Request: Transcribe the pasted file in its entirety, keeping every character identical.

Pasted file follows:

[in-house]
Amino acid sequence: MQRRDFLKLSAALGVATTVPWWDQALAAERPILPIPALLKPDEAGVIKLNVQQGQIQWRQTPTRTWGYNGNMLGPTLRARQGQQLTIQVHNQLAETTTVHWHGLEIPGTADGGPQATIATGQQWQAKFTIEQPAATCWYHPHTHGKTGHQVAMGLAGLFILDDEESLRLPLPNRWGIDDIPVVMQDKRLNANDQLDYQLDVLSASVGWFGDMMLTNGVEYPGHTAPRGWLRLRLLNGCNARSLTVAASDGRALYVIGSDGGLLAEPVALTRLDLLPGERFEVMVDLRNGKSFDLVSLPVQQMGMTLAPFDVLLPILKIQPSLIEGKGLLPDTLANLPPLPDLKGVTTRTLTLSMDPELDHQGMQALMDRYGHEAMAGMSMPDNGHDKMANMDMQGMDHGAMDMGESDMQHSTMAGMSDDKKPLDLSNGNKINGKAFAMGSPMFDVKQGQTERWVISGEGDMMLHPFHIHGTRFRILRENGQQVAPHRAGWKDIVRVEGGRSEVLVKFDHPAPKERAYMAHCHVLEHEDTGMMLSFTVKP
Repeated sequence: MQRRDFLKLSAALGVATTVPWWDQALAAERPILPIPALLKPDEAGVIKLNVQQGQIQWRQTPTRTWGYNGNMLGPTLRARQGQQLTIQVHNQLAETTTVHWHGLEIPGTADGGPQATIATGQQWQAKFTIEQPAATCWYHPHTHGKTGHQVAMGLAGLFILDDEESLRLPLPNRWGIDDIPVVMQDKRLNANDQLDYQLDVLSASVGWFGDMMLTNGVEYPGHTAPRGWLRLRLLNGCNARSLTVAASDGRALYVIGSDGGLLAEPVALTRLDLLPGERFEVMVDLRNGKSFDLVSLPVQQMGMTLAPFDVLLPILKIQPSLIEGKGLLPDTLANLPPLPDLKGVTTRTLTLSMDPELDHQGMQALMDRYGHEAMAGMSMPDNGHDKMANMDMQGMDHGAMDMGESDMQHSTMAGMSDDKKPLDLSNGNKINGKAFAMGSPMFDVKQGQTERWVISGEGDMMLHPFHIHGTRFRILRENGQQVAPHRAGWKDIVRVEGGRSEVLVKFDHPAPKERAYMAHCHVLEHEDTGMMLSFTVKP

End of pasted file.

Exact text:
[in-house]
Amino acid sequence: MQRRDFLKLSAALGVATTVPWWDQALAAERPILPIPALLKPDEAGVIKLNVQQGQIQWRQTPTRTWGYNGNMLGPTLRARQGQQLTIQVHNQLAETTTVHWHGLEIPGTADGGPQATIATGQQWQAKFTIEQPAATCWYHPHTHGKTGHQVAMGLAGLFILDDEESLRLPLPNRWGIDDIPVVMQDKRLNANDQLDYQLDVLSASVGWFGDMMLTNGVEYPGHTAPRGWLRLRLLNGCNARSLTVAASDGRALYVIGSDGGLLAEPVALTRLDLLPGERFEVMVDLRNGKSFDLVSLPVQQMGMTLAPFDVLLPILKIQPSLIEGKGLLPDTLANLPPLPDLKGVTTRTLTLSMDPELDHQGMQALMDRYGHEAMAGMSMPDNGHDKMANMDMQGMDHGAMDMGESDMQHSTMAGMSDDKKPLDLSNGNKINGKAFAMGSPMFDVKQGQTERWVISGEGDMMLHPFHIHGTRFRILRENGQQVAPHRAGWKDIVRVEGGRSEVLVKFDHPAPKERAYMAHCHVLEHEDTGMMLSFTVKP
Repeated sequence: MQRRDFLKLSAALGVATTVPWWDQALAAERPILPIPALLKPDEAGVIKLNVQQGQIQWRQTPTRTWGYNGNMLGPTLRARQGQQLTIQVHNQLAETTTVHWHGLEIPGTADGGPQATIATGQQWQAKFTIEQPAATCWYHPHTHGKTGHQVAMGLAGLFILDDEESLRLPLPNRWGIDDIPVVMQDKRLNANDQLDYQLDVLSASVGWFGDMMLTNGVEYPGHTAPRGWLRLRLLNGCNARSLTVAASDGRALYVIGSDGGLLAEPVALTRLDLLPGERFEVMVDLRNGKSFDLVSLPVQQMGMTLAPFDVLLPILKIQPSLIEGKGLLPDTLANLPPLPDLKGVTTRTLTLSMDPELDHQGMQALMDRYGHEAMAGMSMPDNGHDKMANMDMQGMDHGAMDMGESDMQHSTMAGMSDDKKPLDLSNGNKINGKAFAMGSPMFDVKQGQTERWVISGEGDMMLHPFHIHGTRFRILRENGQQVAPHRAGWKDIVRVEGGRSEVLVKFDHPAPKERAYMAHCHVLEHEDTGMMLSFTVKP